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Hybrid Judaism: Irving Greenberg and the encounter with American Jewish identity

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Over the course of more than half a century, Rabbi Dr. Irving Greenberg has developed a distinctive theology of intra- and inter-group relations. Deeply influenced by his experiences in the Christian-Jewish dialogue movement, Greenberg's covenantal theology and image of God

Over the course of more than half a century, Rabbi Dr. Irving Greenberg has developed a distinctive theology of intra- and inter-group relations. Deeply influenced by his experiences in the Christian-Jewish dialogue movement, Greenberg's covenantal theology and image of God idea coalesce into what I refer to as Hybrid Judaism, a conceptualization that anticipated key aspects David Hollinger's notion of Postethnicity. As such, Greenberg's system of thought is mistakenly categorized (by himself, as well as others) as an expression of pluralism. The twentieth century arc of social theories of group life in America, from Melting Pot to Postethnicity by way of Cultural Pluralism, serves to highlight the fact that Greenberg is better located at the latter end of this arc (Postethnicity), rather than in the middle (Pluralism). Central to Greenberg's proto-postethnic theology is the recognition of the transformative power of encounter in an open society. Greenberg's ideas are themselves the product of such encounters. Understood fully, Hybrid Judaism has great relevance for American Jewish identity in the twenty-first century.

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2014

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Converts and controversies -- becoming an American Jew

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Conversion to Judaism has a long history, and changes in Jewish law for converts over the centuries have reflected changes in the relationship between the Jewish community and the larger societies within which Jews have lived. As American Jews now

Conversion to Judaism has a long history, and changes in Jewish law for converts over the centuries have reflected changes in the relationship between the Jewish community and the larger societies within which Jews have lived. As American Jews now live in the most open society they have encountered, a split is developing between Orthodox and liberal Jewish rabbinic authorities in how they deal with potential converts. This split is evident in books written to advice potential converts and in conversion narratives by people who have converted to Judaism. For this project over 30 people who were in the process of converting to Judaism were interviewed. Their stories reflect the ways in which liberal Judaism has been affected by American ideals and values, including feminism and an emphasis on spiritual individuality.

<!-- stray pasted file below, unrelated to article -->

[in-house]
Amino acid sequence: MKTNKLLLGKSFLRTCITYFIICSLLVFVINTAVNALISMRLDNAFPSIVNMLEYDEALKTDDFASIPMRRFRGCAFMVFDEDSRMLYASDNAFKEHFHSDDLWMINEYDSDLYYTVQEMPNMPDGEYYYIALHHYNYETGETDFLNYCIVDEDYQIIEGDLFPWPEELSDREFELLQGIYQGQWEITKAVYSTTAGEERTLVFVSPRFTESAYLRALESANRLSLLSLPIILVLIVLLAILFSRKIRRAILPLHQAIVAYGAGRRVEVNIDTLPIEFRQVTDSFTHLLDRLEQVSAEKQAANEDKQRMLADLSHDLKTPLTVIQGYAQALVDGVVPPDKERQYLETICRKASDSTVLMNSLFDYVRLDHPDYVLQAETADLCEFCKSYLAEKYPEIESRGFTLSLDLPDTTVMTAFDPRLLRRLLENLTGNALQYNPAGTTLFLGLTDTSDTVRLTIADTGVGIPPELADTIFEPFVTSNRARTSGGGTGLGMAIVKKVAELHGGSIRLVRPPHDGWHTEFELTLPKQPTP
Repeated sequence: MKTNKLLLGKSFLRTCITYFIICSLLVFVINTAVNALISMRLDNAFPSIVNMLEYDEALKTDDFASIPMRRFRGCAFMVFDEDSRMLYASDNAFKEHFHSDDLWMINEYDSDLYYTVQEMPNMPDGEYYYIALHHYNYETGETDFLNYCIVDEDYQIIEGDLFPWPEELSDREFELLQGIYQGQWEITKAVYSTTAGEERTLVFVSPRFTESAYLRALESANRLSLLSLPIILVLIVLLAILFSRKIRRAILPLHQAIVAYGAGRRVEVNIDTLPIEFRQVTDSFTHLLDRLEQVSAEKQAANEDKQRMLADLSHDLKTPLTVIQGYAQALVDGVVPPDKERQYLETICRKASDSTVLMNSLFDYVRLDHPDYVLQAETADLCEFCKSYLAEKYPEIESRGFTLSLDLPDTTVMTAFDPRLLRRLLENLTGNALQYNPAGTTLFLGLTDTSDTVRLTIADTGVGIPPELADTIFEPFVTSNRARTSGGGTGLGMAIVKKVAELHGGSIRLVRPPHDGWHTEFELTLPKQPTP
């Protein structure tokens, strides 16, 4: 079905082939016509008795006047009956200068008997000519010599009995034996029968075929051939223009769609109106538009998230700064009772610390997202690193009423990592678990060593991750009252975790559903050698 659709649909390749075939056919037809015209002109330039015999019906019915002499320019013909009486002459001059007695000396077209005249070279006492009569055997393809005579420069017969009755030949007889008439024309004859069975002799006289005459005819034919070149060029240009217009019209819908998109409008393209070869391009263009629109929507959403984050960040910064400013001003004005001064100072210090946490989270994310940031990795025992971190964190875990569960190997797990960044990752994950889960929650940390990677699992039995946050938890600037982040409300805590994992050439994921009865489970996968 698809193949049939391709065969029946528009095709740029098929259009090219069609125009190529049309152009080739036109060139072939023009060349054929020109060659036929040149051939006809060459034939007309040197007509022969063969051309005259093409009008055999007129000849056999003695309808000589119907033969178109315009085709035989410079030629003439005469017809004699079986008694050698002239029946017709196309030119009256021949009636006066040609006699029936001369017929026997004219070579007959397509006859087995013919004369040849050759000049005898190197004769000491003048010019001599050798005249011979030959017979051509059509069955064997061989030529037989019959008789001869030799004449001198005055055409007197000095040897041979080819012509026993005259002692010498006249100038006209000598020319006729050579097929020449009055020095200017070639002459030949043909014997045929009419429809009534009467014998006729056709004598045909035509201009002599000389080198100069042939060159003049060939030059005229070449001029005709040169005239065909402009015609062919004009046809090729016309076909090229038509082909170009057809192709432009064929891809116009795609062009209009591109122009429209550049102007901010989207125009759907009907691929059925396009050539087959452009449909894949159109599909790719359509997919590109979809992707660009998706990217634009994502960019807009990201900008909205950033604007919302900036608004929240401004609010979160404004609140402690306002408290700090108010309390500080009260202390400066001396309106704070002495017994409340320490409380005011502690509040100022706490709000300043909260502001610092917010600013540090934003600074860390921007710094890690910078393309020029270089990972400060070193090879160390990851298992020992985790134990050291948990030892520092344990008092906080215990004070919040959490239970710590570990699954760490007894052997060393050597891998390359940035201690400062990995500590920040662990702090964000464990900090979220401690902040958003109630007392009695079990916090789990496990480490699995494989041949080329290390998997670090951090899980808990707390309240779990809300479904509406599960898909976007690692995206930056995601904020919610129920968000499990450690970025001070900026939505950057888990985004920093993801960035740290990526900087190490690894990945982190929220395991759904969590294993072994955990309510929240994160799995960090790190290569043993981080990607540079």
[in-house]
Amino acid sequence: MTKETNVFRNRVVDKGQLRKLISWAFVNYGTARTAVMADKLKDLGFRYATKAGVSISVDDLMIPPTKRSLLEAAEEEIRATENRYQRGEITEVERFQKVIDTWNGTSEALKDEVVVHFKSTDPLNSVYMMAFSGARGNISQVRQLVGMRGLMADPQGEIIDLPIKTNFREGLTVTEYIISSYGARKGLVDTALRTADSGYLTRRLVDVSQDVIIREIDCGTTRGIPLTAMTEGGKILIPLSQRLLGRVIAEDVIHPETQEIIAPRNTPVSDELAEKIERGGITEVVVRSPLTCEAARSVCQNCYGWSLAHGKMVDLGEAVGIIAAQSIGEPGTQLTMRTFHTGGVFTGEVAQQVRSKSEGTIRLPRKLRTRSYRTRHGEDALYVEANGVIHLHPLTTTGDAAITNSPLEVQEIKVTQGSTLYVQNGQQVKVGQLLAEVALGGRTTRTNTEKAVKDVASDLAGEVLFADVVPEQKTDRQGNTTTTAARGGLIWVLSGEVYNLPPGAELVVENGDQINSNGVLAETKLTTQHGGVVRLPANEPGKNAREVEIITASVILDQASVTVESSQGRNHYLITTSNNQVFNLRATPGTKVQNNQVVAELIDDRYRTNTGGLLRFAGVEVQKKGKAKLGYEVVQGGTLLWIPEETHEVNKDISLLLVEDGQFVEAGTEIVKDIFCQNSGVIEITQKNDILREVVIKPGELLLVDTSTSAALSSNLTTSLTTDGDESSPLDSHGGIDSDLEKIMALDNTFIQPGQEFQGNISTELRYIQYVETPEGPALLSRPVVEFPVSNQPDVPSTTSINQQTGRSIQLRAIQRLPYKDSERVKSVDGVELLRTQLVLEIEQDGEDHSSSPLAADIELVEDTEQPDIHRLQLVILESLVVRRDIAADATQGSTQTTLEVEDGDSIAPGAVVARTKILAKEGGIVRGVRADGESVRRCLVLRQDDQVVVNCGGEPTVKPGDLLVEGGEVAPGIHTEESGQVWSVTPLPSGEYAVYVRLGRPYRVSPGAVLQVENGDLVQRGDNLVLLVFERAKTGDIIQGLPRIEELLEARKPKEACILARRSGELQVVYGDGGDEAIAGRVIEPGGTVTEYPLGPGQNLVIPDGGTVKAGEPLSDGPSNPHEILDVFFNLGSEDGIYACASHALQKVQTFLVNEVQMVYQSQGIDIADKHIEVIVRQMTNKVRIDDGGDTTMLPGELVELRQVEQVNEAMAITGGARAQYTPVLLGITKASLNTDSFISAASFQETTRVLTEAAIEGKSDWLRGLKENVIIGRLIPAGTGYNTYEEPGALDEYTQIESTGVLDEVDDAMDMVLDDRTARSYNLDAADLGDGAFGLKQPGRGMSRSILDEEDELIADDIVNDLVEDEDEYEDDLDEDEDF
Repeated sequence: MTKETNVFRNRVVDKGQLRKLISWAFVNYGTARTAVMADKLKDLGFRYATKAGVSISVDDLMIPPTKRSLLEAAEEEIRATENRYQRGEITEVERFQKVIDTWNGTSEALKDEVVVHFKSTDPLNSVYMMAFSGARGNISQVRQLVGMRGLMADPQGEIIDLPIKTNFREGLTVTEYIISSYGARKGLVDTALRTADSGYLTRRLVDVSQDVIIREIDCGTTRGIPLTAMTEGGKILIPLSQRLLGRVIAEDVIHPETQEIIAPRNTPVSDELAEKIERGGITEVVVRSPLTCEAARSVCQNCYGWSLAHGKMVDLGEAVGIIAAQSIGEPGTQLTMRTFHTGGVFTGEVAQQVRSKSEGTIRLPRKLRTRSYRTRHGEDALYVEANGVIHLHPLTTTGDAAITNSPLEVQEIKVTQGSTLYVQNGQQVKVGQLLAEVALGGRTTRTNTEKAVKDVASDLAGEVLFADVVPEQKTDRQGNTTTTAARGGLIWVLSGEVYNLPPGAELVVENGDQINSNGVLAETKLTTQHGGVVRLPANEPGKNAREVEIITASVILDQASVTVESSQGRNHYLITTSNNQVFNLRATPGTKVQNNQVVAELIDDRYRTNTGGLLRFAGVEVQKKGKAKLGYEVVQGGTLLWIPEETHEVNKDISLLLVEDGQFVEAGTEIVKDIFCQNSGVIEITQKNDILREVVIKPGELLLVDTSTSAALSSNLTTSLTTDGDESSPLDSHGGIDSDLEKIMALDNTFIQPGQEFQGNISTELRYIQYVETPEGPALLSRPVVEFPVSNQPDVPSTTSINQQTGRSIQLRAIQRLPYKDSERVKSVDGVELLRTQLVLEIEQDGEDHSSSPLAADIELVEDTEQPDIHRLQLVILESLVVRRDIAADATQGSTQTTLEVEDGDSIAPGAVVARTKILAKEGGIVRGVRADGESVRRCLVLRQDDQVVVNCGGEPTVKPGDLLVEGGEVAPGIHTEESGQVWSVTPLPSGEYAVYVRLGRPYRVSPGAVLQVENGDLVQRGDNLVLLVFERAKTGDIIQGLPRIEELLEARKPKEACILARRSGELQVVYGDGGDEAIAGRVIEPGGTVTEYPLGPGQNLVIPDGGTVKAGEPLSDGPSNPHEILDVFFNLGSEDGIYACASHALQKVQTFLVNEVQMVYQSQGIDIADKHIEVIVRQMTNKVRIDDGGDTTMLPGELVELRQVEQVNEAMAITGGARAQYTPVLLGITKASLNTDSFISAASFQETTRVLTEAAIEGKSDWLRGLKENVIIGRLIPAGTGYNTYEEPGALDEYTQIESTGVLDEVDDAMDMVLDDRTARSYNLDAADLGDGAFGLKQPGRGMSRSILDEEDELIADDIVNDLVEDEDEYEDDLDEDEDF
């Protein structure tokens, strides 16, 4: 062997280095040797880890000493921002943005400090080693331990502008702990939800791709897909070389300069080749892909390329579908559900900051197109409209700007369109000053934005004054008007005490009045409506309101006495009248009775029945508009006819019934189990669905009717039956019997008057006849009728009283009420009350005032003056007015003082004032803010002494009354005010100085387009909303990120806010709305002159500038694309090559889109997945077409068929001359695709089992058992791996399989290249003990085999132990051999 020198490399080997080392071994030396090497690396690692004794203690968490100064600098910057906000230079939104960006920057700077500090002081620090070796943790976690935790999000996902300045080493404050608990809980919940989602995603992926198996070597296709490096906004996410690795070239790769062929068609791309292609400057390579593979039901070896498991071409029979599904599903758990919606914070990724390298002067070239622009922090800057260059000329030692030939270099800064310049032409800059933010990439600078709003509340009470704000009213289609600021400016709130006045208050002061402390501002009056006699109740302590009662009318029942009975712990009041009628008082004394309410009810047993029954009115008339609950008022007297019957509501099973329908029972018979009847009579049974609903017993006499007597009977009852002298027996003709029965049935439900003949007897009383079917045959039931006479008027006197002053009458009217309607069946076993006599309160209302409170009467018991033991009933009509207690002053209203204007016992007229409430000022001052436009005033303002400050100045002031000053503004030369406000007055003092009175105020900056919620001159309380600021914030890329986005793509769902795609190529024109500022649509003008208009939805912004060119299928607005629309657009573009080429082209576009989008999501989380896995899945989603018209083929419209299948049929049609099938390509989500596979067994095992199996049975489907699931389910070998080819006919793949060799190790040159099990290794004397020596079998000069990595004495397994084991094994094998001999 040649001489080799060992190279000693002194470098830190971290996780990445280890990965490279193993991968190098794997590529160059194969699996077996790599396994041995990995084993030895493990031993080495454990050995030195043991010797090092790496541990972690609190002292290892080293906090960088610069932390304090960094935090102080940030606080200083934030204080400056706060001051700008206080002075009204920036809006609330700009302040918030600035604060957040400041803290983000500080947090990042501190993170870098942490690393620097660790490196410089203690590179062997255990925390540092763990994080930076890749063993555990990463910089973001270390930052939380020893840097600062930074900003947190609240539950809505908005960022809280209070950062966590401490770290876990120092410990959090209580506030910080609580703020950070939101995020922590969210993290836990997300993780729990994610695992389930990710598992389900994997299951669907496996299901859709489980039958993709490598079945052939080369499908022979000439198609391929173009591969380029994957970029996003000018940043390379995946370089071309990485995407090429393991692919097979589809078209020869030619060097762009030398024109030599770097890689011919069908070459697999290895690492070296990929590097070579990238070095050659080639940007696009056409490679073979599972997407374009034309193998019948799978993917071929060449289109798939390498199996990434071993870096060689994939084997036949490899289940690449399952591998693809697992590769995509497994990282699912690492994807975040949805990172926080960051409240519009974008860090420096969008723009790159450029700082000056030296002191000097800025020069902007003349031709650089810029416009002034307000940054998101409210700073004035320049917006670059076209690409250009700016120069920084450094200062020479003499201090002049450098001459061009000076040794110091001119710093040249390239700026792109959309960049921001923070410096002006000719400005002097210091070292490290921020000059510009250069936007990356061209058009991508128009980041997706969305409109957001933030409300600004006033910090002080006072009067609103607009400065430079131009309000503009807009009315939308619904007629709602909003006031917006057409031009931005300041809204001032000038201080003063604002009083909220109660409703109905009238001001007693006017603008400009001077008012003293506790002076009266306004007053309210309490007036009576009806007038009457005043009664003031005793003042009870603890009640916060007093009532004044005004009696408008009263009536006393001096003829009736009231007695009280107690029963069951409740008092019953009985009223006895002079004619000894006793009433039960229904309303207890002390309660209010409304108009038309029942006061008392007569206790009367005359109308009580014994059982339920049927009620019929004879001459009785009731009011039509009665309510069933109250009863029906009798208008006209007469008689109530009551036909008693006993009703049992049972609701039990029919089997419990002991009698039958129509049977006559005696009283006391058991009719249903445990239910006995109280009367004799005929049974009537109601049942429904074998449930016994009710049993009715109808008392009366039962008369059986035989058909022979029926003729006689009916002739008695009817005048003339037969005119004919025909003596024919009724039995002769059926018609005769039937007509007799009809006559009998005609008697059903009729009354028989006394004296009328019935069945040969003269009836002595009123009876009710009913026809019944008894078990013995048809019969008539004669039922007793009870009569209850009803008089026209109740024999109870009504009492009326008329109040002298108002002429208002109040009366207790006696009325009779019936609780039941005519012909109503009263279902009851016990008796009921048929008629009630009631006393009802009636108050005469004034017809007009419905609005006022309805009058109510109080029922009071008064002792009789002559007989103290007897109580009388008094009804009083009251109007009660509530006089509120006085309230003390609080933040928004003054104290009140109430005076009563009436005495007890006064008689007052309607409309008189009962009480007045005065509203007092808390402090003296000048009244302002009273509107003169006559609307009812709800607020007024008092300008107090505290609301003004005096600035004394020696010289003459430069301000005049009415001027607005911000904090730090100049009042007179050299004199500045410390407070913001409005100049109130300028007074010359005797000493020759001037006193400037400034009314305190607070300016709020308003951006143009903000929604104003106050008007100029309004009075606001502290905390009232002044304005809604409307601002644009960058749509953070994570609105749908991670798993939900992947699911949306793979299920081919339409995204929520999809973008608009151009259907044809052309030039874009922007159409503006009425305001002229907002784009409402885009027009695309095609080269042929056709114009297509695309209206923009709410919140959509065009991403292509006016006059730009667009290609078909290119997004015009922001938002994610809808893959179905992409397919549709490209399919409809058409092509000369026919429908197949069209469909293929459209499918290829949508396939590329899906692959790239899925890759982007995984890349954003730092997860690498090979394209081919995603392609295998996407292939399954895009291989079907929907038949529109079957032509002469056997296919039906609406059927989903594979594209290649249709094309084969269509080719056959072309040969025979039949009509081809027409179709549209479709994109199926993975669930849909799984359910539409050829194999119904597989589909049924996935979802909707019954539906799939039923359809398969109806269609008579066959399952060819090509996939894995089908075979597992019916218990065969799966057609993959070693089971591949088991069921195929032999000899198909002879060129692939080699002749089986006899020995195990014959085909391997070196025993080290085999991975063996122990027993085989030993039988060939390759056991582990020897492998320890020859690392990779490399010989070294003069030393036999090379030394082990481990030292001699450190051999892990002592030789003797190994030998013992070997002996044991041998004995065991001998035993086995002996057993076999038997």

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2013

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The impact of religious studies courses: measuring change in undergraduate attitudes

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In the current context of fiscal austerity as well as neo-colonial criticisms, the discipline of religious studies has been challenged to critically assess its teaching methods as well as articulate its relevance in the modern university setting. Responding to these

In the current context of fiscal austerity as well as neo-colonial criticisms, the discipline of religious studies has been challenged to critically assess its teaching methods as well as articulate its relevance in the modern university setting. Responding to these needs, this dissertation explores the educational outcomes on undergraduate students as a result of religious studies curriculum. This research employs a robust quantitative methodology designed to assess the impact of the courses while controlling for a number of covariates. Based on data collected from pre- and post-course surveys of a combined 1,116 students enrolled at Arizona State University (ASU) and two area community colleges, the research examines student change across five outcomes: attributional complexity, multi-religious awareness, commitment to social justice, individual religiosity, and the first to be developed, neo-colonial measures. The sample was taken in the Fall of 2009 from courses including Religions of the World, introductory Islamic studies courses, and a control group consisting of engineering and political science students. The findings were mixed. From the "virtues of the humanities" standpoint, select within group changes showed a statistically significant positive shift, but when compared across groups and the control group, there were no statistically significant findings after controlling for key variables. The students' pre-course survey score was the best predictor of their post-course survey score. In response to the neo-colonial critiques, the non-findings suggest the critiques have been overstated in terms of their impact pedagogically or in the classroom.